There has been no statement by the Indian officials over the documents yet. Since June 30, India has released any statement over the Doklam issue. China claims that Indian soldiers have illegally crossed India-China border on June 18 and settled camps in its territory. India had countered Chinese troops from constructing road by sending 270 soldiers last month. In almost a month, the troop size has increased to nearly 400 and China has constantly countered India’s stance.

On June 30, Ministry of External Affairs, Sushma Swaraj made a short statement in the Parliament, stating the world leaders support India over Doklam crisis, which later refuted by a Chinese media.

News Source: Hindustan Times, Indian Express

Image Source: NDTV

China has the confidence to defeat all invasions: Xi Jinping

“The Chinese people love peace. We will never seek aggression or expansion, but we have the confidence to defeat all invasions. We will never allow any people, organization or political party to split any part of Chinese territory out of the country at any time, in any form,” President Xi Jinping at the occasion of the 90th anniversary of the founding of People’s Liberation Army.

Speaking at the Great Hall of the People, Xi did not direct his message to any single country. However, with the standoff between India and China near the Sikkim sector, his comments become crucial.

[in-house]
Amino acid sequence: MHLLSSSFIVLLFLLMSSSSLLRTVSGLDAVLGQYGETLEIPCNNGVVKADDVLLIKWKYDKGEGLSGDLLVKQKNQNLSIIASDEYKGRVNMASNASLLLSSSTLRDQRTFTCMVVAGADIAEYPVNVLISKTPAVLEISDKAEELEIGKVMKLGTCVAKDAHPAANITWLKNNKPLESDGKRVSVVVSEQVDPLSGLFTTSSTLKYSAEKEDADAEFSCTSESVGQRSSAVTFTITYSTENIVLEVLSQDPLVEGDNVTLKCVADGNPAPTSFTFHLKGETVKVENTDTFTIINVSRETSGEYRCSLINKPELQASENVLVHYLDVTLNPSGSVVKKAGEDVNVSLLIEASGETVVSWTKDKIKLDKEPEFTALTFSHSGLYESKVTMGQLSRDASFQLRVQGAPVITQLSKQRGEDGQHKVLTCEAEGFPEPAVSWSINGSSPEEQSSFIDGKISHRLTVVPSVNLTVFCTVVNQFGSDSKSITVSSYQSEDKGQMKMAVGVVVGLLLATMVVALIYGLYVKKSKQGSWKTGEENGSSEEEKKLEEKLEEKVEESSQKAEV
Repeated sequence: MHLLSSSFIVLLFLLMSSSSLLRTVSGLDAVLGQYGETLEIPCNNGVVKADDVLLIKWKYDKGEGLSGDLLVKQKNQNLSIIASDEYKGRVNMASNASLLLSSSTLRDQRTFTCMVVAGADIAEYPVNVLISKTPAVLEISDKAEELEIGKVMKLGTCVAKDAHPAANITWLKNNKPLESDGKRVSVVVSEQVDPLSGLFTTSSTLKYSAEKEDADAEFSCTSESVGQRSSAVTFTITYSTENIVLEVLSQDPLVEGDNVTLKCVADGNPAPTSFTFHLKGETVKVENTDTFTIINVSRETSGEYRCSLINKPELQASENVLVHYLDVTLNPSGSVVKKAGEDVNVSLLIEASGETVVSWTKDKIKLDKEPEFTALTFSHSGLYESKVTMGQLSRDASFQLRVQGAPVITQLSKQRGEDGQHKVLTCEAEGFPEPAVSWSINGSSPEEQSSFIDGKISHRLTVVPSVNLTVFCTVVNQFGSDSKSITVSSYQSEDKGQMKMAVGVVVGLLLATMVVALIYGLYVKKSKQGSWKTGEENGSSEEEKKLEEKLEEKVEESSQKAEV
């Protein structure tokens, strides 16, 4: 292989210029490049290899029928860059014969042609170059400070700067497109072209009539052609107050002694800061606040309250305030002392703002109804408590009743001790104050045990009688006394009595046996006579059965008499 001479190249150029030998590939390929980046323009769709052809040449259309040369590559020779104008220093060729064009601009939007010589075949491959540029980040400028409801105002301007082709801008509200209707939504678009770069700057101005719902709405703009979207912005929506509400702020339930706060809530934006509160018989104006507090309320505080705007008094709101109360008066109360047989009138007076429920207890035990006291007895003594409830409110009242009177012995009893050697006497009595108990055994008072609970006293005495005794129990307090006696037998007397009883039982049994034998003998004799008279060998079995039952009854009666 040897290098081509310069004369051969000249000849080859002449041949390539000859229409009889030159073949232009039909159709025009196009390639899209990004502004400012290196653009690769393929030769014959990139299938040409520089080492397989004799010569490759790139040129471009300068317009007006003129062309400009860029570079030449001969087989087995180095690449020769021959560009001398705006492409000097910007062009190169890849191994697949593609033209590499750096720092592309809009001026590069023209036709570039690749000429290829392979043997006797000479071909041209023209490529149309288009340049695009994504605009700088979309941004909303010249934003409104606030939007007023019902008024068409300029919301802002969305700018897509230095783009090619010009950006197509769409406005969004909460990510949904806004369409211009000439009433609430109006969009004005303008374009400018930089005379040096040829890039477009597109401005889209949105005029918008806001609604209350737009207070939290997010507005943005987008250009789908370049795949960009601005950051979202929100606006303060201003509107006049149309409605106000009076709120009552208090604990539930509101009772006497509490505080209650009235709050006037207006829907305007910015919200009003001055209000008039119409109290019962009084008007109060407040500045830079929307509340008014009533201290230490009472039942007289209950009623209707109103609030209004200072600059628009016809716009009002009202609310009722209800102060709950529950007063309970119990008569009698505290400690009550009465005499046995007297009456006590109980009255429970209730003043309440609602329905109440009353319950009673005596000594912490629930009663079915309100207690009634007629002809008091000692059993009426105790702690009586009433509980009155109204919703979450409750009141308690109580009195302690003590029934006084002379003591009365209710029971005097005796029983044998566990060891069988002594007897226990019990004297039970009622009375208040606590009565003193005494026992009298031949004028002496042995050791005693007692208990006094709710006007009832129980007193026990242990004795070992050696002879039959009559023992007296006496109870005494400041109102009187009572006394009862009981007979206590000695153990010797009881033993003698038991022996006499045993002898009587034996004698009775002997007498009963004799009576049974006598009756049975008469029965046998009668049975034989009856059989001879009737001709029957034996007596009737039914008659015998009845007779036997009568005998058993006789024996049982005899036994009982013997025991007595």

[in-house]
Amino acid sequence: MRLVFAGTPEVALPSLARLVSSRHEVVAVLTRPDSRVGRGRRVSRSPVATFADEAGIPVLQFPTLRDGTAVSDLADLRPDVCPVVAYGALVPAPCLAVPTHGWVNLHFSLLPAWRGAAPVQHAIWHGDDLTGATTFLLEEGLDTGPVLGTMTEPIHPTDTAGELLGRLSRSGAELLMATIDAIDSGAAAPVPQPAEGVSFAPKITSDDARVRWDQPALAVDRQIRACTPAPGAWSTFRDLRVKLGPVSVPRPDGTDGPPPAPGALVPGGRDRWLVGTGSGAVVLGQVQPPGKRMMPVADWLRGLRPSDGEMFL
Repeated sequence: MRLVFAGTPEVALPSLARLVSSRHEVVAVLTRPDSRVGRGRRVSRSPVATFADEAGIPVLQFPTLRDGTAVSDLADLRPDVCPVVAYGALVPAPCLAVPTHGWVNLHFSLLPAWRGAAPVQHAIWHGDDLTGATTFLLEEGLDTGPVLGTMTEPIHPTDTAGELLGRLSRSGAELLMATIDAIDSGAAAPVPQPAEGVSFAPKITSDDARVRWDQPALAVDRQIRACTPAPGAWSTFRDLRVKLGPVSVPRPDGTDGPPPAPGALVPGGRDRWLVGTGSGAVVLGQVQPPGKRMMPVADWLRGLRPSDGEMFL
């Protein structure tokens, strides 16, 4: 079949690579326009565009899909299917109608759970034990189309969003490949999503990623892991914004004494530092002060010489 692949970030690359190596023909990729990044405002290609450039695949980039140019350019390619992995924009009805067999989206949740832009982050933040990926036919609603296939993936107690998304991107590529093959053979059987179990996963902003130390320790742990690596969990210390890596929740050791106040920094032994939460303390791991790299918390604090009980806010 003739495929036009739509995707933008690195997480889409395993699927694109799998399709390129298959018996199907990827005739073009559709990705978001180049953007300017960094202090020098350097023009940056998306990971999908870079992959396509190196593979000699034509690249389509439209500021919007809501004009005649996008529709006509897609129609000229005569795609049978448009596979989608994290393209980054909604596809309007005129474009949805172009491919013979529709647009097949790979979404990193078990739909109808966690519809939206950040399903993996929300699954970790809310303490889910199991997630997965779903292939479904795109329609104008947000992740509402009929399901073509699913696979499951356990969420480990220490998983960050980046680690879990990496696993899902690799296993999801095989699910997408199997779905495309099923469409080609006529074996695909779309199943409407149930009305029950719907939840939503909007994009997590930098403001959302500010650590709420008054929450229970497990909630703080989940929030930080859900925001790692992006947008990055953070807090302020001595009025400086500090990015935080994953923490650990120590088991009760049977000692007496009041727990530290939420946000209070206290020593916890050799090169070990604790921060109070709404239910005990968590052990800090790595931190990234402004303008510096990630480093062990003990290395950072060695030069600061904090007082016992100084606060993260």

The border clash ruptured over a disputed plateau which India calls Doklam and China recognizes as Donglang. The plateau, lying at a junction between China, Sikkim and Bhutan, is disputed between Beijing and Thimphu. India, being a close ally of the latter, deployed troops to obstruct China’s road project, which led to accusations on India for trespassing on Chinese soil. Officials say such transgressions are numerous, since both sides have varied perceptions of the Line of Actual Control.

Amidst the border face-off, there were no signs of strained ties at an event in New Delhi to mark the 90th anniversary of China’s army, which was attended by representatives from India, Bhutan and China.

Sources on both sides have suggested that talks are on to find a diplomatic solution to the standoff. Channels of communication are on as was seen by the participation of the Indian representative at the PLA event.

 

Sources: Reuters, NDTV